One Sick Fall

With health insurance out of reach, a generation braces itself for the worst

At age 22, Kristen Gass had minor outpatient surgery to remove pre-cancerous cells from her cervix. At the time, she was working as an actress and had health insurance through the Actors' Equity Association, a union that represents actors and stage managers working in theater. Soon after, she moved back home to Los Angeles, took a break from acting, and lost hercoverage. When she looked into buying a policy, insurers quoted monthly premiums hundreds of dollars higher than she was able to afford, citing her recent surgery and a family history of cancer. They told her she would have to be without symptoms or treatment for at least two years before premiums would drop. So she went without.

"I just didn't go to the doctor," Gass said. "I went once for a checkup and that was it. I realized how much it would cost."

Had she been in New York, the cost of individual insurance would have been the same regardless of her history. But she still couldn't have afforded it.

illustration: Jonathan Weiner

Only one New York insurer has posted a plan on eHealthInsurance, at a monthly premium of $280. The plan covers hospitalization but not doctor visits. According to the New York State Insurance Department, basic HMO plans start at $320 a month. The self-employed may be able to get insurance at group rates through organizations in their field. One of the more popular comes from the Freelancers Union—part of Working Today—which offers HMO coverage, including vision and dental, for $286 through Health Insurance Plan of Greater New York.

Just as race plays a factor, so does gender. By the time he reaches age 34, the average Joe earns $30,677, and could expect to pay 11 percent of that gross for the cheapest plan in New York. The average Jane, earning $21,649, would fork over 4 percent more.

If the cost of insurance is unbearable, so is the cost of not having it. Even common injuries can be financially debilitating for people still trying to get on their feet. Manhattan resident Drew Brown, uninsured and unemployed, went to the emergency room at Beth Israel for a toothache and left with a prescription and a $500 bill. Brooklynite Andrea Craig had to pay $2,000 for surgery to treat a mouth infection before she got insurance through her current job.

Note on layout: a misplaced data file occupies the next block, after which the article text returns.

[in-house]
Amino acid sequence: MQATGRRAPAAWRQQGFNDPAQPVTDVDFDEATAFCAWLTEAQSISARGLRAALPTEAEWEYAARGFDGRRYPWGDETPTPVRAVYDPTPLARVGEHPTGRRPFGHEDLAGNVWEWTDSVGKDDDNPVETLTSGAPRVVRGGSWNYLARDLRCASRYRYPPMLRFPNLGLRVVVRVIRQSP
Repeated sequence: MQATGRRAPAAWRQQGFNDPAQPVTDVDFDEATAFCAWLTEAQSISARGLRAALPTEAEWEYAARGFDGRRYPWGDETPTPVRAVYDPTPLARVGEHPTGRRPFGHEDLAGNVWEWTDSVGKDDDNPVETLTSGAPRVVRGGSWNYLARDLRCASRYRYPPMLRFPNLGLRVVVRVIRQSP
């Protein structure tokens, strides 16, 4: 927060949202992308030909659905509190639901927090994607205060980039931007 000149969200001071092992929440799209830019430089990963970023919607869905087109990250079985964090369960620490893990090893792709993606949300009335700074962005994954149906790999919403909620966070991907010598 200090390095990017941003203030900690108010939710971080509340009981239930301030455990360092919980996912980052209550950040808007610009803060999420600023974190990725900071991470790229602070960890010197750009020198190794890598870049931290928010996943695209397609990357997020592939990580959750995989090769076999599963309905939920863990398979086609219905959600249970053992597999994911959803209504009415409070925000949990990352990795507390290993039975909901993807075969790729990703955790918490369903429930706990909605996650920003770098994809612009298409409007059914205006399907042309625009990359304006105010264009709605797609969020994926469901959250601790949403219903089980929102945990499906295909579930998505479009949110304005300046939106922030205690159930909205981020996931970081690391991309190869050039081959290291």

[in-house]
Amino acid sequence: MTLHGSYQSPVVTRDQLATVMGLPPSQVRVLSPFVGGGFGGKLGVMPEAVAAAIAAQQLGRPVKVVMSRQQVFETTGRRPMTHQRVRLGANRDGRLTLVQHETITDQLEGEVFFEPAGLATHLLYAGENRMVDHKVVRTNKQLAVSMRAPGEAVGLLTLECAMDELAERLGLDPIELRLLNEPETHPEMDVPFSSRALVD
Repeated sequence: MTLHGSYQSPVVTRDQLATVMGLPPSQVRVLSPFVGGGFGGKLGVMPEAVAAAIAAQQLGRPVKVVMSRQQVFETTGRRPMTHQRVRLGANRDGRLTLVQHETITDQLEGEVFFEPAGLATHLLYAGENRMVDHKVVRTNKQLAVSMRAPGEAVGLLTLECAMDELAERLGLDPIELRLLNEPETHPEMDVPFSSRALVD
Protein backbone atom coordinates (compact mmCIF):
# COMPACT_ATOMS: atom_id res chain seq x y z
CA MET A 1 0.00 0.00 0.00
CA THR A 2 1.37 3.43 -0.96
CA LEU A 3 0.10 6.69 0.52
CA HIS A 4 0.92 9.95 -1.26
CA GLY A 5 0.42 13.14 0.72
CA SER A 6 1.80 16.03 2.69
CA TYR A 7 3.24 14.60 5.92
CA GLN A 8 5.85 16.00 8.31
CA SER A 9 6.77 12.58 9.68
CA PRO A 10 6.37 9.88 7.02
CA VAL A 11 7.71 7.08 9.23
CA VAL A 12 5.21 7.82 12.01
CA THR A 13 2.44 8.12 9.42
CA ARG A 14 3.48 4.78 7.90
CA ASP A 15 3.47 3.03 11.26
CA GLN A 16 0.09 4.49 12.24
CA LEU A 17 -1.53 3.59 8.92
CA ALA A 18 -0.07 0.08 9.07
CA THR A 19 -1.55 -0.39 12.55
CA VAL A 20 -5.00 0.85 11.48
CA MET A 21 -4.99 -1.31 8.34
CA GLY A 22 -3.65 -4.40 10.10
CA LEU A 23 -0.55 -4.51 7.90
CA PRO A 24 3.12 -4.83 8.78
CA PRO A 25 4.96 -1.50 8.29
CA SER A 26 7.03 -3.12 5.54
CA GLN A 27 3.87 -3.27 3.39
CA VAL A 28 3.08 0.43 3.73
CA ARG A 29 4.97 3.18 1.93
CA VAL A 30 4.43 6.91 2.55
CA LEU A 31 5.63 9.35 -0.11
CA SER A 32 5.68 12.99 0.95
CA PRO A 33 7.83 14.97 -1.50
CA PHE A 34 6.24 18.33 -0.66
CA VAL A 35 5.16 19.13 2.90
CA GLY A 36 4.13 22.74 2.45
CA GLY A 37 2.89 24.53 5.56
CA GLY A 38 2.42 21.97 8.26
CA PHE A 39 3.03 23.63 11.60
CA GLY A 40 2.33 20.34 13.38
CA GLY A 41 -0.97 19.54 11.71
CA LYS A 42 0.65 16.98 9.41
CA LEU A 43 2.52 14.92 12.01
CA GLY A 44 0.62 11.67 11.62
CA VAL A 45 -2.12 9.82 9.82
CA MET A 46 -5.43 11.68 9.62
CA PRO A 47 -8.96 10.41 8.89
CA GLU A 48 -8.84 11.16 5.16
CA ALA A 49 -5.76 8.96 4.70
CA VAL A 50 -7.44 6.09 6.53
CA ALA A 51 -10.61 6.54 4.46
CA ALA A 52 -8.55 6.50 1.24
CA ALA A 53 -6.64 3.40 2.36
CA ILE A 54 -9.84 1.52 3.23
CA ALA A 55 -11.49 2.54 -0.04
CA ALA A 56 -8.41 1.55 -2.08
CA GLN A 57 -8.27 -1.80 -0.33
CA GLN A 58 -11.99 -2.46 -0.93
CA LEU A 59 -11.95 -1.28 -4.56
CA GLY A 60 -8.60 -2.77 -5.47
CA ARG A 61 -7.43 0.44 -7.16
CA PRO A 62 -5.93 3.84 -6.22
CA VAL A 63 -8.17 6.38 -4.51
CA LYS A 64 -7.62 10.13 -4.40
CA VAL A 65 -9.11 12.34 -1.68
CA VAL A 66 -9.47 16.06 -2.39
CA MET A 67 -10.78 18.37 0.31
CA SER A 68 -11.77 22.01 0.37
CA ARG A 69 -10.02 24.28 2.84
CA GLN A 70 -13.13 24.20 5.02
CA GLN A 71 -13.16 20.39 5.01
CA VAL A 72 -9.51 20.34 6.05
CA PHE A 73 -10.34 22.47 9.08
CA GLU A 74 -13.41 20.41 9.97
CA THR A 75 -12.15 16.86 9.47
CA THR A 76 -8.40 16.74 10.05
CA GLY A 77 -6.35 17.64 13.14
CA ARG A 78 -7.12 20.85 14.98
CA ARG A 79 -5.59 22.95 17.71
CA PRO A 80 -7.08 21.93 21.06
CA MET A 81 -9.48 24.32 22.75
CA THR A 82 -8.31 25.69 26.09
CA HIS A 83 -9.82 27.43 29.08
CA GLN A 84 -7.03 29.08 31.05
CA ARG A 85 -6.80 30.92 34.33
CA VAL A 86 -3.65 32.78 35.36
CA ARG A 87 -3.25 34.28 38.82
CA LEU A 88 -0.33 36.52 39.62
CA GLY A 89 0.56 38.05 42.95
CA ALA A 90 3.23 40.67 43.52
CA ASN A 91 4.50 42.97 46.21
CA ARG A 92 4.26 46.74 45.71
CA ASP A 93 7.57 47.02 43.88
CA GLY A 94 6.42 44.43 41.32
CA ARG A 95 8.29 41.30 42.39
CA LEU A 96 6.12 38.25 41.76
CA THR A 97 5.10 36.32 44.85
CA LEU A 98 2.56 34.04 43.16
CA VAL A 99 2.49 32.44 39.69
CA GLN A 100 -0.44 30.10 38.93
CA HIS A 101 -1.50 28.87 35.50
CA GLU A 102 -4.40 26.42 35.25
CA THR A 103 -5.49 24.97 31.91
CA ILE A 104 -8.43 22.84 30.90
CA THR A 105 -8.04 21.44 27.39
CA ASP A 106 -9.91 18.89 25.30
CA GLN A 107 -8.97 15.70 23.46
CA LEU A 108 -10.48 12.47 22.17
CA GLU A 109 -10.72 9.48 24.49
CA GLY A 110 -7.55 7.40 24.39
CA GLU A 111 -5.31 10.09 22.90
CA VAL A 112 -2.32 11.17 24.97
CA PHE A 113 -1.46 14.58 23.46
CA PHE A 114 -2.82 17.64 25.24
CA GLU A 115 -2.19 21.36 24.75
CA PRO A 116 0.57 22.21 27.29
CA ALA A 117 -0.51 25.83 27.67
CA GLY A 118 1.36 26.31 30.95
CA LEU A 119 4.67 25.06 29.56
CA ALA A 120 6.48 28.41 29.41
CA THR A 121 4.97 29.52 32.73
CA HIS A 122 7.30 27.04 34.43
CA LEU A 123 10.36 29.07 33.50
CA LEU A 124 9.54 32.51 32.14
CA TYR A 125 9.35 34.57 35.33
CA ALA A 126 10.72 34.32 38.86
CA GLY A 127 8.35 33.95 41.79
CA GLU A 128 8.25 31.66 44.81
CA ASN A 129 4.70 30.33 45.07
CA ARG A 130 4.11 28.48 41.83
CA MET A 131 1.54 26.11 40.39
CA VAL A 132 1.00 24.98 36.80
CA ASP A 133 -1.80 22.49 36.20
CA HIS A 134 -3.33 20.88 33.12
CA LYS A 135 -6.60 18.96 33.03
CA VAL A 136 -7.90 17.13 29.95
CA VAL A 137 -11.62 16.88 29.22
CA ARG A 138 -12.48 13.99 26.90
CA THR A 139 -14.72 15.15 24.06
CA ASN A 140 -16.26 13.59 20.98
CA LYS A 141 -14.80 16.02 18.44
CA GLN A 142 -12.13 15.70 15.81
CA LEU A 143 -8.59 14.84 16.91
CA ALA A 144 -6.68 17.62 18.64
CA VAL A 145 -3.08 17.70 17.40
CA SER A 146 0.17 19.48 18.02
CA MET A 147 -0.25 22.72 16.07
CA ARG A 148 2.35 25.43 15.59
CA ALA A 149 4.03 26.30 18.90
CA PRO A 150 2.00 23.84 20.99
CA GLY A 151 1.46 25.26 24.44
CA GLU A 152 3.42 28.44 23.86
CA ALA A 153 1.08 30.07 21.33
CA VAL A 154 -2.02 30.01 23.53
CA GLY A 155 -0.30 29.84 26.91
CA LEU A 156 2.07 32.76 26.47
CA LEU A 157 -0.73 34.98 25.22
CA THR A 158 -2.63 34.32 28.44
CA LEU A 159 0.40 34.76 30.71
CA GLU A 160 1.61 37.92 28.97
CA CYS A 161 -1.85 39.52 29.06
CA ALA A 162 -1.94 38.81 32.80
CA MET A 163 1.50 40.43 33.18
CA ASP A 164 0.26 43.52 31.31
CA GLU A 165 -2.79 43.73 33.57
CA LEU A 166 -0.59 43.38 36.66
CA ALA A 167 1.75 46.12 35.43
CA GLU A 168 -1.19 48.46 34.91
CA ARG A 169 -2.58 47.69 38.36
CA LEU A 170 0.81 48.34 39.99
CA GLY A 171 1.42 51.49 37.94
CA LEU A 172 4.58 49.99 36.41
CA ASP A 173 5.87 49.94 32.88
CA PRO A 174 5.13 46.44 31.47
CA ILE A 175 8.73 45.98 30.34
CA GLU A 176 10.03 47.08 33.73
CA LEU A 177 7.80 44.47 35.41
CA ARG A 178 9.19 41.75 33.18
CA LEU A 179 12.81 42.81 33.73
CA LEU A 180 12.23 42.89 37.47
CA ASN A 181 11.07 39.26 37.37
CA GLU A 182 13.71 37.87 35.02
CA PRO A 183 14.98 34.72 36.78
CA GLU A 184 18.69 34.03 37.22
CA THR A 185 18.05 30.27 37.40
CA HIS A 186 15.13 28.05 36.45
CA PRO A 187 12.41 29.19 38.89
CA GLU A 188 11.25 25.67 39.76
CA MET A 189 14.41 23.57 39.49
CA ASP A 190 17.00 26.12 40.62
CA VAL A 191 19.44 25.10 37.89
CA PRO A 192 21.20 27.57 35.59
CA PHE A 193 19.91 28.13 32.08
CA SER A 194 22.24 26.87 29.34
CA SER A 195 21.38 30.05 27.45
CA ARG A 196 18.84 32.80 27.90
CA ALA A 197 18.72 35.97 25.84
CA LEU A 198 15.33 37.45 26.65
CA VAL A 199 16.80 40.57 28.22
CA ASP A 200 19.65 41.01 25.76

Some people have almost gotten used to it. "If I get sick, I go to the emergency room. I usually give them my real name. I get bills. If they are reasonable I pay them. If not—if they're, like, four or five grand—I ignore them," said a 35-year-old Manhattan photographer who refused to give his name. "The emergency room is the only place I go. It's the only place that's free."

High numbers of uninsured strain hospital budgets because emergency rooms can't deny care to those who can't pay, Harvard professor Blendon said. Disease outbreaks are worsened when a significant fraction of the population doesn't have insurance. "We've lucked out because we haven't had any big epidemics, but with SARS and anthrax it really struck experts that you are going to have people getting sick and not going to the doctor," Blendon said. "Canada didn't have that problem."

The only real fix is universal health care, said Ken McDonnell, and with the current political climate, he says, such a policy has "a snowball's chance in hell." Estimates of the cost range from a net savings to a new burden of trillions. A study published by the journal Health Affairs estimated that extending coverage to the uninsured would lead to extra spending on the order of $33.9 billion to $68.7 billion each year as the newly insured sought additional medical care.

Short of universal health care, most reforms still leave young adults at risk. For now, many go it alone, scrounging up care where possible and resigning themselves to the hope that lighting won't strike. After all, millions of people do it.

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